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Firstly, increased investment signals, for me, evidence of a much clearer level of understanding – by those that hold the purse strings – of social media’s role in the overall marketing mix. Marketing budgets remain tight, so any areas experiencing an increase are clearly receiving support from key decision makers. The growing level of focus on social media across the industry (try finding a report that doesn’t mention it) has helped to push it higher up the marketing agenda, given it more airtime in senior leadership meetings, and thus a greater share of the budget.

One lens on this of course is that there’s an element of “keeping up with the Jones’”, as brands see each other doing more – try booking a Facebook advertising reaching-block for Christmas in September…  you’ll be lucky to find a slot. Brands want to be seen as innovative and willing to try new things, which is perfectly mirrored by the increasing range of ad formats offered by social networks. Instagram is a good example – a few weeks ago paid ads simply weren’t an option for brands… suddenly it’s another consideration for their mix, another area not to get left behind in.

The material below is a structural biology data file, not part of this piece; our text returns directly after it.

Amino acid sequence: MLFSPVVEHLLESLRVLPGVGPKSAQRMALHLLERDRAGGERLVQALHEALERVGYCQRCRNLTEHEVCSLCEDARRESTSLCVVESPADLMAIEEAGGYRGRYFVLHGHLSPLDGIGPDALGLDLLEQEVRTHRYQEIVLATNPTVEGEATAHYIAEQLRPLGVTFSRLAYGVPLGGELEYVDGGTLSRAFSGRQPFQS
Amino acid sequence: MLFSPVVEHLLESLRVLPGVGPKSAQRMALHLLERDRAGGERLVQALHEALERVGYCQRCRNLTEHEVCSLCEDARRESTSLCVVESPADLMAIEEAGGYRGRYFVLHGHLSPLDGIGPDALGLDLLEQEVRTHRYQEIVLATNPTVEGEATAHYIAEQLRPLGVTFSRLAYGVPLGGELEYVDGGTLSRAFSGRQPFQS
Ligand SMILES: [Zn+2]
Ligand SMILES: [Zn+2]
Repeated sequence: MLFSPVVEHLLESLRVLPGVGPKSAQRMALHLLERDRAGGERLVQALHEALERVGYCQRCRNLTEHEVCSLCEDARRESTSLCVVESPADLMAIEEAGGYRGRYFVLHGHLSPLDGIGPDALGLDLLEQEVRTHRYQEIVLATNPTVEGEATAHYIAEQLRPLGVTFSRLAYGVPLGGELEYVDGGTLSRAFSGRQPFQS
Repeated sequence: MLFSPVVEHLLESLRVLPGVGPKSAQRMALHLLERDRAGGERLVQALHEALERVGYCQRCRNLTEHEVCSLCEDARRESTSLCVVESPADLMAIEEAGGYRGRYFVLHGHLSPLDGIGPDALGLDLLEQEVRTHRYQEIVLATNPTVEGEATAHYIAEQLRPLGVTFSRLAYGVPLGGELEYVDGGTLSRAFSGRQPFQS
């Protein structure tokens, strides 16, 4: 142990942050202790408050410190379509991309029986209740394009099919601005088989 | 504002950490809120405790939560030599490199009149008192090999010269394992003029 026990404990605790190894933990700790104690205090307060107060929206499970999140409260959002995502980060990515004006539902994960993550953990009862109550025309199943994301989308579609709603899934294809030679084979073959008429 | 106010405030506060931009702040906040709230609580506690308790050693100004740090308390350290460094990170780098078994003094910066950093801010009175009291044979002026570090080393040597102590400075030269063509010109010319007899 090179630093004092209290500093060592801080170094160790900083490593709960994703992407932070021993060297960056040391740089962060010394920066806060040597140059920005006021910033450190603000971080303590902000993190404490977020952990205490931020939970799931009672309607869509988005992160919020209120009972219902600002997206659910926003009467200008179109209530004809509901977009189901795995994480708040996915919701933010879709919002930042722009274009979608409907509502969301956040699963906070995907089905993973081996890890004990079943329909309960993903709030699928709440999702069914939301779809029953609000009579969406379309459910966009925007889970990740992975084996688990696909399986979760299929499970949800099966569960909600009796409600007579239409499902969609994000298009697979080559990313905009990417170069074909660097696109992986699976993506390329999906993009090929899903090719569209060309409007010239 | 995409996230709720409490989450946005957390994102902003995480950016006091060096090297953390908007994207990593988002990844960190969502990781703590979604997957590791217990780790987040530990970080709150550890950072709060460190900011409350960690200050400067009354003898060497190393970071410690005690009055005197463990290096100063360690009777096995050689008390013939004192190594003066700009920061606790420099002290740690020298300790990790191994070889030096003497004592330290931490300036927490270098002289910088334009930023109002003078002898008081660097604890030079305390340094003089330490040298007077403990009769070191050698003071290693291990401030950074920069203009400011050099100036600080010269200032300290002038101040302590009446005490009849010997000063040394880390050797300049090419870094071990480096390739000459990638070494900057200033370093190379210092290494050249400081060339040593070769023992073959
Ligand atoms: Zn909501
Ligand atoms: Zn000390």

Thirdly, and most basically, social media has continued to evolve in being, quite simply, a great way to get your message in front of a lot of people very quickly, in a highly targeted way. The improved ability to target and measure activity makes it easier for the numbers to do the talking, and for marketeers to justify their decision to push more of their paid-media investment into social versus, for example, classic online display.

I’m thrilled to see a growing level of investment in this area, but I still have a big question – is the investment being allocated correctly? Paid social, which I’ve referenced a number of times here, is just one (important) part of the puzzle in using social media effectively. But failing to invest in the right support network of people, process and technology (e.g. social media monitoring, customer service) and you may wish you’d spent your budget elsewhere.

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